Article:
Winter Mountain Safety Reminder Issued

Following this week's fatalities in an avalanche on Ben Nevis, Scottish mountain safety bodies have put out a reminder to hill goers that enthusiasm should always be matched by caution.


This season's stop-start winter has been frustrating for walkers, climbers and backcountry skiers, but the urge to get out whenever winter conditions arrive shouldn't override sensible planning and decision making, say safety experts, in a joint statement issued today by Mountaineering Scotland, Scottish Mountain Rescue and Snowsport Scotland. In particular, hill goers should pay close attention to mountain weather forecasts and avalanche reports.

Winter will still be very much in charge on the hills this coming weekend... © Dan Bailey
Winter will still be very much in charge on the hills this coming weekend...
© Dan Bailey

February's unseasonably warm conditions reduced snow cover to summertime levels, but winter has now come back with a vengeance. The recent sudden and heavy snowfall, combined with lower temperatures and high winds, has produced rapidly changing snow conditions, as well as sudden and extreme swings in the weather.

The Scottish Avalanche Information Service (SAIS) has recorded five avalanches in the West Highlands alone in the last 48 hours, highlighting the current unstable nature of the snowpack.

Heather Morning, Mountain Safety Adviser with Mountaineering Scotland, said: "Mountain conditions in February were unusually mild, resulting in the majority of the mountains being snow free. However, over the past few days winter has very much returned.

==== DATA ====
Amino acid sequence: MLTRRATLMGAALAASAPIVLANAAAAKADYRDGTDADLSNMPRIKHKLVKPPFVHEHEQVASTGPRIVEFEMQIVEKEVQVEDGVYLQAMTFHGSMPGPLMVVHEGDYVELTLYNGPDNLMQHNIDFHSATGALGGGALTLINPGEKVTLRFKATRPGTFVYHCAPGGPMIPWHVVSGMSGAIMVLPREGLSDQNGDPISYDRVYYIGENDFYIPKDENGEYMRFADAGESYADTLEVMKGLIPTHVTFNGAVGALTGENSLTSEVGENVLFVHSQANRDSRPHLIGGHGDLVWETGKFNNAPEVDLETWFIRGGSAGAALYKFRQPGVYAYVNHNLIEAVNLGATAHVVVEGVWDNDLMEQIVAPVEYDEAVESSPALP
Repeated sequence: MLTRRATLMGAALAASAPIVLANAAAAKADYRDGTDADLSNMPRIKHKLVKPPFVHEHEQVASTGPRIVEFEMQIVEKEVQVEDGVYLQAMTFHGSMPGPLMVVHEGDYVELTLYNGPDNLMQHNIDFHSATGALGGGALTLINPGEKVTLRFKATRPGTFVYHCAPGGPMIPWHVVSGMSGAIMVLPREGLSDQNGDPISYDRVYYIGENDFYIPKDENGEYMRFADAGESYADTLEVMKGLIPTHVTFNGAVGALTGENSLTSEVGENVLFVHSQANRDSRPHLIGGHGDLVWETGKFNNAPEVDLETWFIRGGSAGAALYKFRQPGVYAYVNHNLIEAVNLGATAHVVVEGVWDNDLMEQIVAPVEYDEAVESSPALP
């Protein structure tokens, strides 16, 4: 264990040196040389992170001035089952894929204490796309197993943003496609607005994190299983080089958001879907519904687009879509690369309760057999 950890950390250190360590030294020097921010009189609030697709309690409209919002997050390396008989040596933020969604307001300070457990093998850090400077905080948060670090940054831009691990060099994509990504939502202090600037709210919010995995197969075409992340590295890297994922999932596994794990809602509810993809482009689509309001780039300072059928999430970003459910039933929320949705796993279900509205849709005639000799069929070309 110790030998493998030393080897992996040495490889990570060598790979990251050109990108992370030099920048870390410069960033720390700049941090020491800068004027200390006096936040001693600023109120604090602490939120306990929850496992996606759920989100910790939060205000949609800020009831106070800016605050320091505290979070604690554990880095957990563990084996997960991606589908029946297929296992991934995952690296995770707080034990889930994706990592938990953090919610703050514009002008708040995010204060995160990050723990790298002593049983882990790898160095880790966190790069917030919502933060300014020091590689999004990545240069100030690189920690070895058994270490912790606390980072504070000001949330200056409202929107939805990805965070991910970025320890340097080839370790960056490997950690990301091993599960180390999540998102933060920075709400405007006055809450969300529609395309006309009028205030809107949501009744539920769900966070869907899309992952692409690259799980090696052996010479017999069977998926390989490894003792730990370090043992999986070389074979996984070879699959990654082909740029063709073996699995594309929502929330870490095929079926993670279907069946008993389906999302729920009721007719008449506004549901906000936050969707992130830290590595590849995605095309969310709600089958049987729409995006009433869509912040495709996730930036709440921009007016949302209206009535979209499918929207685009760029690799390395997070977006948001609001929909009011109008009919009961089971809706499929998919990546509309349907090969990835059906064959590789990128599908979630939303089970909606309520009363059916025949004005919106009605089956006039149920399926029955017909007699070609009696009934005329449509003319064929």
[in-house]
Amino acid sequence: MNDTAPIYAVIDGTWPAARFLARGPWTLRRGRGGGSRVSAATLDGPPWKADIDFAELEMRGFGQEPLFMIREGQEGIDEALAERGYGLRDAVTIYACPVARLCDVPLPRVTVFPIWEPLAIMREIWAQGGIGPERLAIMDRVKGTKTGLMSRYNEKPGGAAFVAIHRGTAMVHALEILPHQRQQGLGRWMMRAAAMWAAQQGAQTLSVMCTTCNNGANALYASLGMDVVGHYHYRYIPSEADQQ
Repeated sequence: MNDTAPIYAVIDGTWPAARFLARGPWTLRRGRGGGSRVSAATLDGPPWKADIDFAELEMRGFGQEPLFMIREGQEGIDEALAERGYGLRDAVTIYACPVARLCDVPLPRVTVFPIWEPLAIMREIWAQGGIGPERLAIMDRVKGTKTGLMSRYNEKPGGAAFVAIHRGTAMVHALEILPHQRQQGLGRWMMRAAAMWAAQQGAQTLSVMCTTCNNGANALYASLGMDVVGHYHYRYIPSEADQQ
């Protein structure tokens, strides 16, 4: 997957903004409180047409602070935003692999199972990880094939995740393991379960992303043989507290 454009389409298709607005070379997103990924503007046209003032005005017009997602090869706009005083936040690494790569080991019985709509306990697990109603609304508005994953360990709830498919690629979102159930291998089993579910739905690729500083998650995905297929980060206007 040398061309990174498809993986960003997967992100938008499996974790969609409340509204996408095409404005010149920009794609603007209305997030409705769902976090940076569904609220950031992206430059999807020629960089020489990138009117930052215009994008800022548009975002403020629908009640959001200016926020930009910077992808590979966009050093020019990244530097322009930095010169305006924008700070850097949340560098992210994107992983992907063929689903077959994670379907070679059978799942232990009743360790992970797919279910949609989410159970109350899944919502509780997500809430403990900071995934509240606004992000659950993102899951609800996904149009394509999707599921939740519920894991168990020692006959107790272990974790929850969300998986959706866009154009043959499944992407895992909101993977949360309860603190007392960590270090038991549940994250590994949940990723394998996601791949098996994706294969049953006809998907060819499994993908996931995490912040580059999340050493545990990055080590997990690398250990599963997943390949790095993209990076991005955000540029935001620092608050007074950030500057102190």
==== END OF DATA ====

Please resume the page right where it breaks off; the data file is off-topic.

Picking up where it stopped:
"When you're heading up into the hills, whether it's for walking, climbing or skiing, it's absolutely essential not only that you check the avalanche forecast but also that you understand what it's saying. Different slopes on the same hill may have completely different snow conditions.

"A careful study of the mountain weather forecast is also an essential part of your planning, and your planned route should be finalised with that forecast in mind. Something else to be mindful of is being flexible. Don't become fixated on achieving your original goal. As conditions on the hill change, then so should your decision making. Often I end up on Plan B, C or D as my journey on the hill progresses."

Kev Mitchell, Vice Chair of Scottish Mountain Rescue said: "We encourage people to make use of all available information, including weather and avalanche forecasts. It is important to plan your day taking into account the conditions, ensure you are prepared to make safe decisions based on the weather and environment you are in and the group you are with."

Trafford Wilson, CEO of Snowsport Scotland, added: "Back country skiing and boarding, whether in the mountains or through the glens, offers some amazing opportunities for unforgettable days out, and it's encouraging to see so many people taking up the challenge.

"But skiing or boarding away from pisted and managed slopes adds a considerable degree of seriousness and people must be sure they are properly equipped and experienced."

Challenging weather and winter conditions are expected to persist on the hills through this coming weekend.


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